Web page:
The Great Crash 1929 is a classical examination of the economic history leading up to the Wall Street Crash of 1929. It argues that the 1929 stock market crash was triggered by prevalent speculation in the stock market. The common denominator of all these speculative episodes is the belief of participants that they can become rich without work and that the tendency towards recurrent speculative orgy serves no useful purpose, but rather is deeply damaging to an economy. It was the author's belief that a good knowledge of what happened in 1929 was the best safeguard against its recurrence.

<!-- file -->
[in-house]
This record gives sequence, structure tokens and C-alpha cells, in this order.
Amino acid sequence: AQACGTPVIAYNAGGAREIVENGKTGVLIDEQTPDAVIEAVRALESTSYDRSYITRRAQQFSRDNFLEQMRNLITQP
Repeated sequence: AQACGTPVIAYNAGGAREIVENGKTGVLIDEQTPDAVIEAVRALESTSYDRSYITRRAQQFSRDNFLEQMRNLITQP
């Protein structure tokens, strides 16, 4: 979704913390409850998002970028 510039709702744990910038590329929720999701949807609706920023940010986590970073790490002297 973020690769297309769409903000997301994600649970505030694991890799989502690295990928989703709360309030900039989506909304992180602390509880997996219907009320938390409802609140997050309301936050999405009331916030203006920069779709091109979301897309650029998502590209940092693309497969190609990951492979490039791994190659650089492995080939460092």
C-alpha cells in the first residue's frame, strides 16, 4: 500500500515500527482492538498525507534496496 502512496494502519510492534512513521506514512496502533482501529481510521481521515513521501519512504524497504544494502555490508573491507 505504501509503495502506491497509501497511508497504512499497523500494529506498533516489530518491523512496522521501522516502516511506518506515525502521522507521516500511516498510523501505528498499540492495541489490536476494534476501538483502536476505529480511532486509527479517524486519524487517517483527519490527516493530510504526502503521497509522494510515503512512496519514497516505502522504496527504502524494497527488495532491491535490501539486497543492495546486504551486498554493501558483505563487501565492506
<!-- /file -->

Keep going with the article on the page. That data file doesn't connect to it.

"Paints a vivid picture of how the supposedly rational capitalist system seemed to lose its collective mind, and it has spooky parallels with what we are witnessing now."
— St. Louis Post-Dispatch
"Most intriguing for its depiction of the delusion that swept the culture, and the ways financiers and bankers, wishful academics and supine regulators willfully ignored reality and in the process encouraged the epic collapse of the stock market."
— New York Times